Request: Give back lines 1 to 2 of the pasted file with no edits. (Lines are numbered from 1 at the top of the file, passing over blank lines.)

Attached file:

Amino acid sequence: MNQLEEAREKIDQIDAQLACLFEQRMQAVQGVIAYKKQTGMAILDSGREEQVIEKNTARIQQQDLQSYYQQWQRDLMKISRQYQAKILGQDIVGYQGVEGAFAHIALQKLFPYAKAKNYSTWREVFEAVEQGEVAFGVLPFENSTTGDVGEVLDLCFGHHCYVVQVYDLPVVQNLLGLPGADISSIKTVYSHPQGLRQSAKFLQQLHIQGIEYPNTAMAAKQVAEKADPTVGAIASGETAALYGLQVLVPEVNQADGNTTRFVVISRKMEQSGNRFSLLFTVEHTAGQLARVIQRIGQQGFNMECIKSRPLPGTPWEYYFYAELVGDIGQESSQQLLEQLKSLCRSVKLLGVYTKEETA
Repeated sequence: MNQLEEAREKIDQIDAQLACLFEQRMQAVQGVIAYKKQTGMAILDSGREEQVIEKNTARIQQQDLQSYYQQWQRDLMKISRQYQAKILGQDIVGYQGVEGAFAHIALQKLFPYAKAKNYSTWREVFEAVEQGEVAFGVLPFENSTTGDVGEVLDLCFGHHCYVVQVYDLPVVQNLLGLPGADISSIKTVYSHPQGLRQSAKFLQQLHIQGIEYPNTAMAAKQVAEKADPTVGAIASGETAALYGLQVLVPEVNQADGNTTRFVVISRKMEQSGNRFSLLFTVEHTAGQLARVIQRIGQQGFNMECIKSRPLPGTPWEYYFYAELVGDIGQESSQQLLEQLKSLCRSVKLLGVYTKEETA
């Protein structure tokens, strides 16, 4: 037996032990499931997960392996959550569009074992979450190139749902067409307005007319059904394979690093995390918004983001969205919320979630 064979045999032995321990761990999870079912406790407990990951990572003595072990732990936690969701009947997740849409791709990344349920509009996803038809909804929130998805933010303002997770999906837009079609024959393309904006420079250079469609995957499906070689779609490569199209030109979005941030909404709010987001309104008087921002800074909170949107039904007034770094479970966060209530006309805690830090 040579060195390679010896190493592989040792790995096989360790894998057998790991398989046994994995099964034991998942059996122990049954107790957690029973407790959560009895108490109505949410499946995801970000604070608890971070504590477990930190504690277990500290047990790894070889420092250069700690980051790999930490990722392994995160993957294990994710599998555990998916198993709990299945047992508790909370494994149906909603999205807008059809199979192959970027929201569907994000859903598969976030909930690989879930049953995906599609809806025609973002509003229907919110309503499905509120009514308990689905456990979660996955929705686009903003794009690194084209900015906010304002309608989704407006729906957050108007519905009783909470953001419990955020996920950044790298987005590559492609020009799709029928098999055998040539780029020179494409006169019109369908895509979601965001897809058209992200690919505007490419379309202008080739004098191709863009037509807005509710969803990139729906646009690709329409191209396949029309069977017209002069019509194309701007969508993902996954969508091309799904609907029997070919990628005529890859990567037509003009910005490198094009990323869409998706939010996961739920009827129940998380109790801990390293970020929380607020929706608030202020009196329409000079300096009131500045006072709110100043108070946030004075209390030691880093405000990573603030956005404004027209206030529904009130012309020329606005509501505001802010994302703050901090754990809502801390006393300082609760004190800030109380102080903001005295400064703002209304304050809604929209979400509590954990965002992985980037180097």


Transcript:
Amino acid sequence: MNQLEEAREKIDQIDAQLACLFEQRMQAVQGVIAYKKQTGMAILDSGREEQVIEKNTARIQQQDLQSYYQQWQRDLMKISRQYQAKILGQDIVGYQGVEGAFAHIALQKLFPYAKAKNYSTWREVFEAVEQGEVAFGVLPFENSTTGDVGEVLDLCFGHHCYVVQVYDLPVVQNLLGLPGADISSIKTVYSHPQGLRQSAKFLQQLHIQGIEYPNTAMAAKQVAEKADPTVGAIASGETAALYGLQVLVPEVNQADGNTTRFVVISRKMEQSGNRFSLLFTVEHTAGQLARVIQRIGQQGFNMECIKSRPLPGTPWEYYFYAELVGDIGQESSQQLLEQLKSLCRSVKLLGVYTKEETA
Repeated sequence: MNQLEEAREKIDQIDAQLACLFEQRMQAVQGVIAYKKQTGMAILDSGREEQVIEKNTARIQQQDLQSYYQQWQRDLMKISRQYQAKILGQDIVGYQGVEGAFAHIALQKLFPYAKAKNYSTWREVFEAVEQGEVAFGVLPFENSTTGDVGEVLDLCFGHHCYVVQVYDLPVVQNLLGLPGADISSIKTVYSHPQGLRQSAKFLQQLHIQGIEYPNTAMAAKQVAEKADPTVGAIASGETAALYGLQVLVPEVNQADGNTTRFVVISRKMEQSGNRFSLLFTVEHTAGQLARVIQRIGQQGFNMECIKSRPLPGTPWEYYFYAELVGDIGQESSQQLLEQLKSLCRSVKLLGVYTKEETA